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Windows Vista File System

Windows Vista interface comes in two flavors. The basic user interface or the Aero, Microsoft's "best-designed, highest-performing desktop experience". In order to use the Aero interface, the user needs a PC with a compatible graphics adapter and also the Premium or Business edition of Vista software.

Windows Vista also has several user friendly and intuitive advancements. One of the popular changes to the user interface is the easy Search window on the Start button as well as on all the explorer windows. Also, all applications are shown on the task bar as "live icons" which offer us a preview of the actual contents of the document. In the picture below, there are two Internet Explorers open and when you click on the group icon on the task bar and move the mouse to either of the two explorer bars, a mini version of the actual webpage is displayed! This helps us when we have several similar windows open and saves time by not having to open each one in turn.

Windows Vista Desktop

Some of us may remember that the first personal computers used a file system called FAT16, which was introduced way back in 1981 with MS-DOS. It handled files on a floppy drive and could only handle short file names. This was upgraded to FAT32 which was introduced in Windows95. Then came NTFS, the "New Technology File System" which was a super hit and stayed the course for almost a decade in WINNT, WIN 2000, XP as well as other versions of the Operating system.

NTFS has been outsmarted by a newer file system called the Transactional File system which has been introduced in Windows Vista. This new file system uses a database type of approach to everything that takes place on the computer.

This important change in Vista is not visible to the regular users, but it impacts the entire way the files and folders are handled. This is accomplished by a variant of NTFS, the TxF or the Transactional File System. TxF has the ability to take part in distributed transactions, between processes in the machine as well as between processes on multiple machines with the standard two phase commit functionality that is inherent in relational database systems.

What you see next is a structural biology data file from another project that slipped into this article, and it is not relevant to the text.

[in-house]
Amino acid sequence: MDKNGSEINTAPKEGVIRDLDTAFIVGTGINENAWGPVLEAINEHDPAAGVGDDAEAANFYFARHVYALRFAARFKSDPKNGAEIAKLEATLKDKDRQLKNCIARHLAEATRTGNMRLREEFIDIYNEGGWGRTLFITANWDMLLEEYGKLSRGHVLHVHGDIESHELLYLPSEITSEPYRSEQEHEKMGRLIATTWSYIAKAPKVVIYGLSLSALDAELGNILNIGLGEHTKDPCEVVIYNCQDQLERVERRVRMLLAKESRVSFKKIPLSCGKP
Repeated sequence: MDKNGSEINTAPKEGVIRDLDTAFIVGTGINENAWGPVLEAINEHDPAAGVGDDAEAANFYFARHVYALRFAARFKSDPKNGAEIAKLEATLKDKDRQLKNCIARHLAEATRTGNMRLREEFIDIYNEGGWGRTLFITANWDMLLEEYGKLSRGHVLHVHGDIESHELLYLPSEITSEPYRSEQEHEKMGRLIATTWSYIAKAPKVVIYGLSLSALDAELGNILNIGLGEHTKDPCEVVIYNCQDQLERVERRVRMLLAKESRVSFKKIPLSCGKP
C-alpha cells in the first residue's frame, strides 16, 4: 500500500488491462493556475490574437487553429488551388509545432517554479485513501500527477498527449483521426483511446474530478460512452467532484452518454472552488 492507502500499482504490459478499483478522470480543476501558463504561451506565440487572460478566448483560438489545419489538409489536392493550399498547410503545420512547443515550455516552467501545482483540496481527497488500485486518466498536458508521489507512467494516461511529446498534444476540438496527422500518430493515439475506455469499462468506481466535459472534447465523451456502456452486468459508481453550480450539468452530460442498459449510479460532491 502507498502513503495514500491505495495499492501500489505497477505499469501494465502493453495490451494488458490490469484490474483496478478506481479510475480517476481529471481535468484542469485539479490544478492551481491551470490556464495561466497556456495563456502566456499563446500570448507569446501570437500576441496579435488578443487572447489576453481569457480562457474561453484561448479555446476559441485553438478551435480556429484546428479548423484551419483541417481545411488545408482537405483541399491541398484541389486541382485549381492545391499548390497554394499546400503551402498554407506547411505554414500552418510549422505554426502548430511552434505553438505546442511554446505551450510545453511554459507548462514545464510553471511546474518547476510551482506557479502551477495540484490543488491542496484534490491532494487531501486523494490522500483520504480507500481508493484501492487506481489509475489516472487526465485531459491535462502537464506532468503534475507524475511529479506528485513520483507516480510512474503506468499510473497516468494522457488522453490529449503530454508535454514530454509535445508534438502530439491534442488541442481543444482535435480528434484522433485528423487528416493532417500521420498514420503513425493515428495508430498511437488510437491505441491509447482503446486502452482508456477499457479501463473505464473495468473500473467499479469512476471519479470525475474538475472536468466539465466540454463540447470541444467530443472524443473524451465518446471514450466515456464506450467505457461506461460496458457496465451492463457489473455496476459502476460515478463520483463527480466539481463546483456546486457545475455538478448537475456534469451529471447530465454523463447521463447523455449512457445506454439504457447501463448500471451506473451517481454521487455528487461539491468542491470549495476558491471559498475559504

Everything we do with a database is considered a "transaction". A bank deposit is completed as a transaction only when the user saves or "commits" the changes. Similarly, a withdrawal is treated as a transaction which is complete provided that the user agrees to the changes and finalizes or commits the work. These two transactions cannot take place simultaneously. They have to be performed as two separate transactions because of the possibility that the intention of the bank user may be to first deposit a large amount and then later withdraw a part of the amount. So these two transactions need to occur in the correct order.

Similarly, in the Vista environment, most operations such as creating folders and files or editing files, saving files etc by concurrent users are considered transactions and care is taken to not allow changes to the same file by multiple users at the same time. When one transaction ends, the next one on the same account/file/folder is performed.

The new Vista file system works on the following (ACID) transaction principles:

  1. Atomicity - In a transaction involving two or more discrete pieces of information, either all of the pieces are committed or none are.
  2. Consistency - A transaction either creates a new and valid state of data, or if any failure occurs, returns all data to its state before the transaction started.
  3. Isolation - A transaction in process and not yet committed must remain isolated from any other transaction.
  4. Durability - Committed data is saved by the system such that, even in the event of a failure and system restart, the data is available in its correct state.